It depends on bit width of `unsigned/int`

.

The below 2 are not the same (when `unsigned <= 32`

bits). `u32_x + u32_y`

becomes 0.

```
u64_a = 0; u32_x = 1; u32_y = 0xFFFFFFFF;
uint64_t u64_z = u32_x + u64_a + u32_y;
uint64_t u64_z = u32_x + u32_y + u64_a; // u32_x + u32_y carry does not add to sum.
```

They are the same (when `unsigned >= 34`

bits). Integer promotions caused `u32_x + u32_y`

addition to occur at 64-bit math. Order is irrelevant.

It is UB (when `unsigned == 33`

bits). Integer promotions caused addition to occur at signed 33-bit math and signed overflow is UB.

Are compilers allowed to do such a reordering ...?

(32 bit math): Re-order yes, but same results must occur, so not *that* re-ordering OP proposes. Below are the same

```
// Same
u32_x + u64_a + u32_y;
u64_a + u32_x + u32_y;
u32_x + (uint64_t) u32_y + u64_a;
...
// Same as each other below, but not the same as the 3 above.
uint64_t u64_z = u32_x + u32_y + u64_a;
uint64_t u64_z = u64_a + (u32_x + u32_y);
```

... can we trust them to notice the result inconsistency and keep the expression order as is?

Trust yes, but OP's coding goal is not crystal clear. Should `u32_x + u32_y`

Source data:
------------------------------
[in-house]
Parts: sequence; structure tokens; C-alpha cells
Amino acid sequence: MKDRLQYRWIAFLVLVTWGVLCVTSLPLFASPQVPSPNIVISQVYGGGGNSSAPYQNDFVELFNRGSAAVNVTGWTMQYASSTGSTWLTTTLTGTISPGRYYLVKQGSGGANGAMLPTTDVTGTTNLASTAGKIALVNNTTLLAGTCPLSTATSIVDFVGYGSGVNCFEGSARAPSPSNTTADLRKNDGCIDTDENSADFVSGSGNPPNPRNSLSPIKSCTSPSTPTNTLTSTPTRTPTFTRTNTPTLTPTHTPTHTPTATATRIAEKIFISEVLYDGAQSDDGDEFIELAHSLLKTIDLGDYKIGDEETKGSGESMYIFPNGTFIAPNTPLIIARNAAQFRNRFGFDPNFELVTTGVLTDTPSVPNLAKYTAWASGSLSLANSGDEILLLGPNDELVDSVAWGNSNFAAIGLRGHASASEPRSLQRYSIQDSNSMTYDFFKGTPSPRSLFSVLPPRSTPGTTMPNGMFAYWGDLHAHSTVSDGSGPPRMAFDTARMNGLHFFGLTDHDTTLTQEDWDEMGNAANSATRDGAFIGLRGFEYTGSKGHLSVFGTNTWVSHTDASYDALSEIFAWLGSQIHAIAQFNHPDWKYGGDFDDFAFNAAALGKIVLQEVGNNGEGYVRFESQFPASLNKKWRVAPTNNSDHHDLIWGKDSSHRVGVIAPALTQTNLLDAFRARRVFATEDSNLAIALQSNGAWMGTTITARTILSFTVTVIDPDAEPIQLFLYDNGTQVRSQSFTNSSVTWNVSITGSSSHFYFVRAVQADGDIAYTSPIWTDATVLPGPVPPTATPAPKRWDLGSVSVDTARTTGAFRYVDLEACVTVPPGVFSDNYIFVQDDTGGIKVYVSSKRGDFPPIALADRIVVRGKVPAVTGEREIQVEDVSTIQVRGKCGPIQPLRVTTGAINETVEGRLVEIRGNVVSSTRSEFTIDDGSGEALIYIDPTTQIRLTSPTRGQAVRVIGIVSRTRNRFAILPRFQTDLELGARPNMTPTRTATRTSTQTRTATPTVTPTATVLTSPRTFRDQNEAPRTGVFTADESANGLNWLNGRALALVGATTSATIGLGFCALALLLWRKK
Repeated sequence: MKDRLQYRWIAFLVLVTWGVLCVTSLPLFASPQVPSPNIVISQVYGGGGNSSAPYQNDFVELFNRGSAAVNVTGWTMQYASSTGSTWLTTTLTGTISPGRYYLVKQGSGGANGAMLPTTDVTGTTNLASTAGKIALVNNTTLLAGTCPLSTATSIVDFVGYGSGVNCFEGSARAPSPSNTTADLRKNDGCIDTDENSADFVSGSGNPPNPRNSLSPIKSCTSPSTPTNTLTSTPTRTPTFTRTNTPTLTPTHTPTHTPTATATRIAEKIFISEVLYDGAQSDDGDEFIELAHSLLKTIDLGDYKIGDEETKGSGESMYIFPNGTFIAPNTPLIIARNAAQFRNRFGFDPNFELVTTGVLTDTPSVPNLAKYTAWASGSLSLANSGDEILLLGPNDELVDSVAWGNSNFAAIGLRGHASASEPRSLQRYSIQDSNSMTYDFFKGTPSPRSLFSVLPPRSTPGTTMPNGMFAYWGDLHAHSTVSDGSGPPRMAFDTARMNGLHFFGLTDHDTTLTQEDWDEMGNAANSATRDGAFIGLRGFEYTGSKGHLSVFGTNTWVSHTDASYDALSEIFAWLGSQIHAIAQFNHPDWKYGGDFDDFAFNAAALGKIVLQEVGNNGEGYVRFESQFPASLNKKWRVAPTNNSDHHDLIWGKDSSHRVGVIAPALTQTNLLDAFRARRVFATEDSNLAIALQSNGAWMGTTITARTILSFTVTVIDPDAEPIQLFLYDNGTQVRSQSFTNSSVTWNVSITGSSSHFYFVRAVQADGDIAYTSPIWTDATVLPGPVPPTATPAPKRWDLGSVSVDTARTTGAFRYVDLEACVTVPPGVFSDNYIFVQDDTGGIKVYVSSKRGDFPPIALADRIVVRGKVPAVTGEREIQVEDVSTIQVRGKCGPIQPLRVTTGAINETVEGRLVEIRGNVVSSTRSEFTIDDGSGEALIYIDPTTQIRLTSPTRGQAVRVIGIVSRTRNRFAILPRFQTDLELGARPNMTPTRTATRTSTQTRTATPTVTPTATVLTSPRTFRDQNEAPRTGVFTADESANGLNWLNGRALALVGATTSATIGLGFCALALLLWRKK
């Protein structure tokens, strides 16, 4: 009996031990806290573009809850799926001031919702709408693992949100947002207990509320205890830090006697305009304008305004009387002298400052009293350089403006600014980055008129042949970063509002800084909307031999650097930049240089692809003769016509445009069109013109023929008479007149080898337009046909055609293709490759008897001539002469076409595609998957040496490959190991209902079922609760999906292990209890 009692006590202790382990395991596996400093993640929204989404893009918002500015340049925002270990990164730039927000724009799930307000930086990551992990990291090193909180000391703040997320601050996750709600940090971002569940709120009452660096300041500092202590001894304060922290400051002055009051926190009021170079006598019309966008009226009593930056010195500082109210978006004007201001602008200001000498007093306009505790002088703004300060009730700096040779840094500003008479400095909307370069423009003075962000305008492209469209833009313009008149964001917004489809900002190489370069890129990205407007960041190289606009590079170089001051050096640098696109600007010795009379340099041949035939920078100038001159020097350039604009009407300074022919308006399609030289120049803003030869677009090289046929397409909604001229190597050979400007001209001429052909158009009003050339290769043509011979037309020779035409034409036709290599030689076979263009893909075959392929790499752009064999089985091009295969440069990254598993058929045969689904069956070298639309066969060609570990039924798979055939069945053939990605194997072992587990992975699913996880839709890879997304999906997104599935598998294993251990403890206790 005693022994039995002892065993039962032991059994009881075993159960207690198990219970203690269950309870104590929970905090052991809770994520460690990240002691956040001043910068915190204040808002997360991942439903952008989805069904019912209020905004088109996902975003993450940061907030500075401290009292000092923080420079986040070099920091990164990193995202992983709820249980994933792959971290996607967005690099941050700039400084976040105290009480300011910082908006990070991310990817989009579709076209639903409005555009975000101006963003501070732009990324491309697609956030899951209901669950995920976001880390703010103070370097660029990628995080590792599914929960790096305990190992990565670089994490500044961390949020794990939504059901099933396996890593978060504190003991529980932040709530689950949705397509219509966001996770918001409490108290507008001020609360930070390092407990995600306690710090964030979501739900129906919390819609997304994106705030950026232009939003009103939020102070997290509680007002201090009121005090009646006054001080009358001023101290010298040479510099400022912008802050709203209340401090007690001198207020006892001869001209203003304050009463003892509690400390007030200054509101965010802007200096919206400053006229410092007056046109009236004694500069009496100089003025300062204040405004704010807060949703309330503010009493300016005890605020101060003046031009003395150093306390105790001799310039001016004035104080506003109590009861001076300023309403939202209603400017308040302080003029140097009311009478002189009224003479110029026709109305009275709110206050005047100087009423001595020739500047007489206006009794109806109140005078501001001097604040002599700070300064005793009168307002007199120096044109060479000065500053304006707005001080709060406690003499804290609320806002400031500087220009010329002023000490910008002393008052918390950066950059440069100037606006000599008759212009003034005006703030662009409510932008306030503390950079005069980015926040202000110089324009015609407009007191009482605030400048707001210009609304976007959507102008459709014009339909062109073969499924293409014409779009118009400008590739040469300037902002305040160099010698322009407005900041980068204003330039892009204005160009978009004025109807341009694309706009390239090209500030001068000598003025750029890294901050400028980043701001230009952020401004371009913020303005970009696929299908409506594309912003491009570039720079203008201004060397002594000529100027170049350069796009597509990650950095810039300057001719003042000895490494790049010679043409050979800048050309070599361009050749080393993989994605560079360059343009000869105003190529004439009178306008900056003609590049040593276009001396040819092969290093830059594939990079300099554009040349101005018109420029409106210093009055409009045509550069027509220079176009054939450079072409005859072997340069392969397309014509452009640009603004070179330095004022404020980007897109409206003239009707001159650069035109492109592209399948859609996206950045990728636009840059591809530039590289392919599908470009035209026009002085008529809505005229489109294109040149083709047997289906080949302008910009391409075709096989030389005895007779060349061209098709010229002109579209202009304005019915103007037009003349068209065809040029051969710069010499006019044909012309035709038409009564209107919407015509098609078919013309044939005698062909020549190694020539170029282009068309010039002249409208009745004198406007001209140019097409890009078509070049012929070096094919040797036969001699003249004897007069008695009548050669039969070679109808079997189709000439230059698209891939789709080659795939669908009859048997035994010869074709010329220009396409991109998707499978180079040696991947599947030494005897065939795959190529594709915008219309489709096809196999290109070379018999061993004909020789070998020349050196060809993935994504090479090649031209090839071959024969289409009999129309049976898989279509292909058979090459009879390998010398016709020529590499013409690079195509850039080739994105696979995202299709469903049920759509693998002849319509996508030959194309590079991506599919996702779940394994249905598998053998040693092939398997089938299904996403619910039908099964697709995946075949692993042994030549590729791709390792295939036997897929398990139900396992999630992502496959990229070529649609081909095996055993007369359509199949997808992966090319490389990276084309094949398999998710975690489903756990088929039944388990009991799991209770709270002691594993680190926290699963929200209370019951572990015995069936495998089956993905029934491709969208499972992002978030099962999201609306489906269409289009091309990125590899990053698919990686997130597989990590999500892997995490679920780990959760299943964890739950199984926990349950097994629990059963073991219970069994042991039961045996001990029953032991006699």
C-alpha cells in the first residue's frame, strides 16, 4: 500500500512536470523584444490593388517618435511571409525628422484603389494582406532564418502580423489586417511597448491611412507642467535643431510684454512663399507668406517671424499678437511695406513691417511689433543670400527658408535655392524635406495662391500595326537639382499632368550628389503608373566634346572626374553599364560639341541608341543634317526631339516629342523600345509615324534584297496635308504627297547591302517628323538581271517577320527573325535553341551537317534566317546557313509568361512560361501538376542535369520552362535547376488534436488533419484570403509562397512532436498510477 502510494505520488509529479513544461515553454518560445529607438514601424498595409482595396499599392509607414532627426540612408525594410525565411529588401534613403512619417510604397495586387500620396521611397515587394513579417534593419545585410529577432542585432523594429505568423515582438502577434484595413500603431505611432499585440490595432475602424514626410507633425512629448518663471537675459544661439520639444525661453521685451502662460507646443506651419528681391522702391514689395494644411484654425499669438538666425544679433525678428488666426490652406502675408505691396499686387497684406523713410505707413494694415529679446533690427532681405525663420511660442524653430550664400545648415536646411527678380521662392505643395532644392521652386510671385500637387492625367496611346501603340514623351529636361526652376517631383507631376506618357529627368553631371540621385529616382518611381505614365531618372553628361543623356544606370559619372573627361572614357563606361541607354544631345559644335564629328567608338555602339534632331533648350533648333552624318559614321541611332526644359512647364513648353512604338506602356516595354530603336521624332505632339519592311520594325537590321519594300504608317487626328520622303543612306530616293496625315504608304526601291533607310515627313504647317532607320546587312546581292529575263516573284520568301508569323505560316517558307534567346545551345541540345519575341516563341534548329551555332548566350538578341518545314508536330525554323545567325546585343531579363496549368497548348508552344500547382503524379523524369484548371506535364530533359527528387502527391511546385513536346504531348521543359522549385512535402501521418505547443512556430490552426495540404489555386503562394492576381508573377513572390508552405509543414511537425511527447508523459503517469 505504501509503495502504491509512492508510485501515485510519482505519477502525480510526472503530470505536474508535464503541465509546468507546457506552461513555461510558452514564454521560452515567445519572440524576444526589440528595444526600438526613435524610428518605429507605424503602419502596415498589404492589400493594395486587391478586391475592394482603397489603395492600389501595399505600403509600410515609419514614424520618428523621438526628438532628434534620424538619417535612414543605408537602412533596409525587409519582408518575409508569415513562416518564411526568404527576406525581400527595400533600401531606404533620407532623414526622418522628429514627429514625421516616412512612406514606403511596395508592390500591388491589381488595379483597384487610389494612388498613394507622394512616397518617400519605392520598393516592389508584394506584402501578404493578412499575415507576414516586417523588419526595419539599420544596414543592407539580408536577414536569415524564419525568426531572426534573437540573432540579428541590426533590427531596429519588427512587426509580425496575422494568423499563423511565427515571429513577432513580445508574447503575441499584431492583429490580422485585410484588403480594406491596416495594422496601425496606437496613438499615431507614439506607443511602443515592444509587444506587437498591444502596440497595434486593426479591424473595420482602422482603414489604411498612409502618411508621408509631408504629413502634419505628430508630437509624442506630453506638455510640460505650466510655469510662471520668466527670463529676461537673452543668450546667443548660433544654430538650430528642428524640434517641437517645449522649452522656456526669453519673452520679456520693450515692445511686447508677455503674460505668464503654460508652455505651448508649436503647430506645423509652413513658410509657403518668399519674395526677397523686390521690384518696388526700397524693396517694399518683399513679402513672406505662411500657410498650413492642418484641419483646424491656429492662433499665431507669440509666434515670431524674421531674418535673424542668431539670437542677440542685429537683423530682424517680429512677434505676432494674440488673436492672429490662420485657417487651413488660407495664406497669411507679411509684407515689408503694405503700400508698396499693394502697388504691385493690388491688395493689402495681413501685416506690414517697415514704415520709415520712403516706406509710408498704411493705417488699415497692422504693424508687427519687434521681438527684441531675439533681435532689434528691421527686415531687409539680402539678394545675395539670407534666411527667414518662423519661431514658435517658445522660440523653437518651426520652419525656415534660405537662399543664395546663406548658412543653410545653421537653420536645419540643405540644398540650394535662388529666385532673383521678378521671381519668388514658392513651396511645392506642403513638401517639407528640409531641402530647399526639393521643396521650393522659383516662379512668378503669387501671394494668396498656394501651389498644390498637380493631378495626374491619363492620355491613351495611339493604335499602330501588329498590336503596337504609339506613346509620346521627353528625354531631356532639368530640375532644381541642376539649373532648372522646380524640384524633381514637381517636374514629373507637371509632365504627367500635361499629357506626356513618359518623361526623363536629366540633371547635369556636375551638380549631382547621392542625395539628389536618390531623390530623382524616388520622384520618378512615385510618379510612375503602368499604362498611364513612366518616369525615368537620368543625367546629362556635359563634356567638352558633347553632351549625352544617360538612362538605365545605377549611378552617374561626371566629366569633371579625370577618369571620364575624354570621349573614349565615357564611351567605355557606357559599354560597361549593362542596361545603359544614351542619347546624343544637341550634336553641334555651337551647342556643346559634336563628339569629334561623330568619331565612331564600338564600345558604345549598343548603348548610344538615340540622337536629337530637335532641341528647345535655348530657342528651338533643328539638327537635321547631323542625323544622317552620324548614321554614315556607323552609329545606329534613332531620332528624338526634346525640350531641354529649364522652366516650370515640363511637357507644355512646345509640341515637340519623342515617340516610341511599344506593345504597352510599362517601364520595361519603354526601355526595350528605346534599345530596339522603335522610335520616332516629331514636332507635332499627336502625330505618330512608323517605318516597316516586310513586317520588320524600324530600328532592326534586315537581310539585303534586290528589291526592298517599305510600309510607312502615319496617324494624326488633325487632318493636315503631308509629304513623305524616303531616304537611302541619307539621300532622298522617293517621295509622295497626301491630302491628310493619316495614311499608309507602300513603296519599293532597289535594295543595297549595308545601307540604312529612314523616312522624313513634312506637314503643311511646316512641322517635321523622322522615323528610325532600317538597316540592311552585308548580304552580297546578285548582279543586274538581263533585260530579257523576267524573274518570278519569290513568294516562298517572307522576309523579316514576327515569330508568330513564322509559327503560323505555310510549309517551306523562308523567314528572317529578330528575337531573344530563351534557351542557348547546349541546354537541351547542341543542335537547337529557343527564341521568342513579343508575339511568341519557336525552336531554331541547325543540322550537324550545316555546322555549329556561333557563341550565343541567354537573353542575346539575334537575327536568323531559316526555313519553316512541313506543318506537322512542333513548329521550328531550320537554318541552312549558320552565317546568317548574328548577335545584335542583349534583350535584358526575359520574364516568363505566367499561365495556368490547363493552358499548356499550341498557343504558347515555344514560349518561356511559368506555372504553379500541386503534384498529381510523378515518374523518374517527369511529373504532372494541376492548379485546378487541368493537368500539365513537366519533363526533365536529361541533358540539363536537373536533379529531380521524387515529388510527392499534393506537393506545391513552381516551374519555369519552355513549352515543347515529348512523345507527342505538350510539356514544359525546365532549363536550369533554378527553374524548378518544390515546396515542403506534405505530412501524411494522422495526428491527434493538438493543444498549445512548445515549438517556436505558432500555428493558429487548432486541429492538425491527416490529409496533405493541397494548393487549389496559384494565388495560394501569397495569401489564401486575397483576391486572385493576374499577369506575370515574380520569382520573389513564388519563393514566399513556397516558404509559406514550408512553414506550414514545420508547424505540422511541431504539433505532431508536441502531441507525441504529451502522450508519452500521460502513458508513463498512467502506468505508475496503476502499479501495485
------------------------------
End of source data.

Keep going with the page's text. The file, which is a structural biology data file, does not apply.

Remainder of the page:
carry contribute? If OP wants that contribution, code should be

```
uint64_t u64_z = u64_a + u32_x + u32_y;
uint64_t u64_z = u32_x + u64_a + u32_y;
uint64_t u64_z = u32_x + (u32_y + u64_a);
```

But not

```
uint64_t u64_z = u32_x + u32_y + u64_a;
```

`uint32_t`

values - which don't overflow, they wrap. These are not different behaviours.callit wrapping or overflowing, the point remains that`((uint32_t)-1 + (uint32_t)1) + (uint64_t)0`

results in`0`

, whereas`(uint32_t)-1 + ((uint32_t)1 + (uint64_t)0)`

results in`0x100000000`

, and these two values are not equal. So it's significant whether or not the compiler can apply that transformation. But yeah, the standard only uses the word "overflow" for signed integers, not unsigned.16more comments